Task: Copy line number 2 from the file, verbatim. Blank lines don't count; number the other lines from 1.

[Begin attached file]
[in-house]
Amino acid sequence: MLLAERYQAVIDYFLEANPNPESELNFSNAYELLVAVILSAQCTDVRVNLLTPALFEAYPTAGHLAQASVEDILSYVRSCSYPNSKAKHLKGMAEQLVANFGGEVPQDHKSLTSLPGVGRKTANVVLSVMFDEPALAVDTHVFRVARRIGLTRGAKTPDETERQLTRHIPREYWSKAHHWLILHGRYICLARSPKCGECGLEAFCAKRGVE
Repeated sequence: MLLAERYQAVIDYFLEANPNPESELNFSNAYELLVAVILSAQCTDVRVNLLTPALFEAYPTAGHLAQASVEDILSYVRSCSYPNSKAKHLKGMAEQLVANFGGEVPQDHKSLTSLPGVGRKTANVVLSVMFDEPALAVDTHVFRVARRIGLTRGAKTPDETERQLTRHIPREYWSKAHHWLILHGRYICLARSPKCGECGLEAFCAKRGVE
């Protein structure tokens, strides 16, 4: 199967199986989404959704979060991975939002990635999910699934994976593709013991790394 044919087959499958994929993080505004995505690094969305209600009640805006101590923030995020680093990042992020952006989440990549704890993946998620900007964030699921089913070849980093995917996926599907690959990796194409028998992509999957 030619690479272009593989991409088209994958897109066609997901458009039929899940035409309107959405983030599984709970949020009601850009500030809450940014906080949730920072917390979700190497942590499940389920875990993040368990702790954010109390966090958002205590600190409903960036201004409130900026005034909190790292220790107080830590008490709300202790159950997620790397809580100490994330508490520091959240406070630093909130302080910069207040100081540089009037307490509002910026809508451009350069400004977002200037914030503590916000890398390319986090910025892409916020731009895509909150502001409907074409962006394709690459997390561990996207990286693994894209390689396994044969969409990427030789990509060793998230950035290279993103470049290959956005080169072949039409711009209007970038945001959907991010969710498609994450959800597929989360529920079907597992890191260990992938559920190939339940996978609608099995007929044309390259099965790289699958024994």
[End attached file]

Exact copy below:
Amino acid sequence: MLLAERYQAVIDYFLEANPNPESELNFSNAYELLVAVILSAQCTDVRVNLLTPALFEAYPTAGHLAQASVEDILSYVRSCSYPNSKAKHLKGMAEQLVANFGGEVPQDHKSLTSLPGVGRKTANVVLSVMFDEPALAVDTHVFRVARRIGLTRGAKTPDETERQLTRHIPREYWSKAHHWLILHGRYICLARSPKCGECGLEAFCAKRGVE